FoxLatino: “Although the whistle-blower claims to have relayed these concerns to supervisors in August of 2015,” the senators wrote in a letter to the secretaries of Homeland Security and Health and Human Services, whose departments are responsible for processing the youths, according to the Los Angeles Times, “apparently these individuals have no immediate plans to remove [unaccompanied minors] from their criminal sponsors, but are ‘discussing options.'”
In August reports emerged that federal authorities had placed a half a dozen teenage Guatemalan boys in the care of human traffickers in Ohio. The boys were forced to live trailers and work 12 hours a day at an egg farm, while having their paychecks confiscated and threatened with death if they sought help.
“Based on what I’ve learned to date, I am concerned that the child placement process failure that contributed to the Ohio trafficking case is part of a systemic problem rather than a one-off incident,” Sen. Rob Portman (R-Ohio) said. “We continue to demand answers from the administration with the goal of uncovering how this abuse occurred and reforming the system to protect all minors against human trafficking.”
TheLatinPost: Two Republican senators have questioned if the Obama administration placed unaccompanied immigrant children with convicted criminals.
Republicans Sens. Chuck Grassley of Iowa and John Cornyn of Texas have asked U.S. Department of Health and Human Services (HHS) Secretary Sylvia Burwell and Department of Homeland Security Secretary Jeh Johnson if “unaccompanied alien children” (UAC) were released to sponsors with criminal records. The senators said a whistleblower alerted the Senate Judiciary Committee, which Grassley chairs, and made the allegation.
“According to the whistleblower, data compiled on a subset of UAC sponsors demonstrated that at least 3,400 sponsors of 29,000 listed in a UAC database have later been determined to have criminal convictions including re-entry after deportation, DUI, burglary, distribution of narcotics, domestic violence, homicide, child molestation, and sexual assault. Several of these criminal sponsors are even associated with, or actively engaged in, the practice of sex trafficking and human smuggling,” wrote Cornyn and Grassley in a letter to the HHS and DHS secretaries.
As the senators noted in their letter, an apprehended immigrant child is first processed by DHS’ law enforcement, and then transferred to HHS’ Office of Refugee Resettlement (ORR) to conduct background checks with the DHS’ Immigration and Customs Enforcement (ICE) agency in hopes to find a sponsor. The “whistleblower” alleged the background checks were “not thoroughly performed and sponsors are not properly vetted or even fingerprinted.”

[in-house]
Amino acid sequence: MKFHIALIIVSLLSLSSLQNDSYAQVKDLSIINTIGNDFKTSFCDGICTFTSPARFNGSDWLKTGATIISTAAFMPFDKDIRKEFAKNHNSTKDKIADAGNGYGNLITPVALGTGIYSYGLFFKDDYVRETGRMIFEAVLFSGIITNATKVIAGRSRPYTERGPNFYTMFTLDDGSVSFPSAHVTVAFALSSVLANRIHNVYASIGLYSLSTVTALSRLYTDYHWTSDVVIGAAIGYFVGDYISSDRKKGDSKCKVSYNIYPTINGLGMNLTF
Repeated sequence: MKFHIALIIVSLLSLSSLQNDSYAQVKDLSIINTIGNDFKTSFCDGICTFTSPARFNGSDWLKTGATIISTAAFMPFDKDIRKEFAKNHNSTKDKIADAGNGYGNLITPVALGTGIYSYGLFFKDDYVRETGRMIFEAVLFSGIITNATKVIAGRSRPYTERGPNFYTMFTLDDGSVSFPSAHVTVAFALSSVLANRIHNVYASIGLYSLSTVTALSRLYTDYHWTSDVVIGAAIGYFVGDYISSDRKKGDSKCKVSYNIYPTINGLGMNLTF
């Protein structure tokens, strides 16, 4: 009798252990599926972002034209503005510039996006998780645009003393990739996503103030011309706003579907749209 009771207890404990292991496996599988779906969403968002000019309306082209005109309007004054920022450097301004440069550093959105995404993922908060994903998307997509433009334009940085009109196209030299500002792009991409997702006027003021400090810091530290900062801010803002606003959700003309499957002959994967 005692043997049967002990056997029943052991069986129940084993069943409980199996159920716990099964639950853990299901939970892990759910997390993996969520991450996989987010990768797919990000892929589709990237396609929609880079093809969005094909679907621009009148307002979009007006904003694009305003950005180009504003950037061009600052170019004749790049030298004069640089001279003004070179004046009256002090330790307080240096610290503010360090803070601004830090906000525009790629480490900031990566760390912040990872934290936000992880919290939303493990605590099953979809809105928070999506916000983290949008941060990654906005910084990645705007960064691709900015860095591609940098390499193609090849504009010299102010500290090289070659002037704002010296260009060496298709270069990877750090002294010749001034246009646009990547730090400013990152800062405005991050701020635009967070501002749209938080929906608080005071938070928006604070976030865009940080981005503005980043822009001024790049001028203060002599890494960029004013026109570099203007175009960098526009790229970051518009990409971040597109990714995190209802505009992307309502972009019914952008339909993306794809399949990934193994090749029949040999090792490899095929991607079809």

Grassley and Cornyn wrote several questions for the DHS and HHS secretaries to respond until Dec. 7. Questions include:
– Of the sponsors currently listed in the UAC portal (database), how many have criminal records?
– Are background checks conducted and fingerprints taken on all potential UAC sponsors? Please explain.
– If a sponsor’s criminal record is discovered after the sponsor has already accepted UACs, what processes or procedures do the agencies have to ensure the UACs are not left in the criminal sponsor’s care? Please explain.
– How many UAC sponsors have been convicted of child molestation? How many UAC sponsors have been convicted of homicide? How many UAC sponsors have been convicted of crimes of violence including sexual assault and domestic violence?
– Do background checks of UAC sponsors include running the sponsor’s name through the National Crime Information Center? If not, why not? Please provide a list of all databases and background checks that are queried for all UAC sponsors.
“It is not the practice of the Office of Refugee Resettlement to place unaccompanied children with sponsors who have serious criminal convictions,” ORR spokesman Mark Weber said in a statement. “The safety of the children is our primary concern and any allegation of even potential harm is taken seriously and will be investigated.”
Weber added that the ORR maintains a database for staffers to monitor sponsor’s names, addresses and assessments in addition to the number of time the sponsor requested a UAC.
According to the ORR, and based on info as of September, 27,520 unaccompanied minors have been released to sponsors during the 2015 fiscal year, which began in October 2014.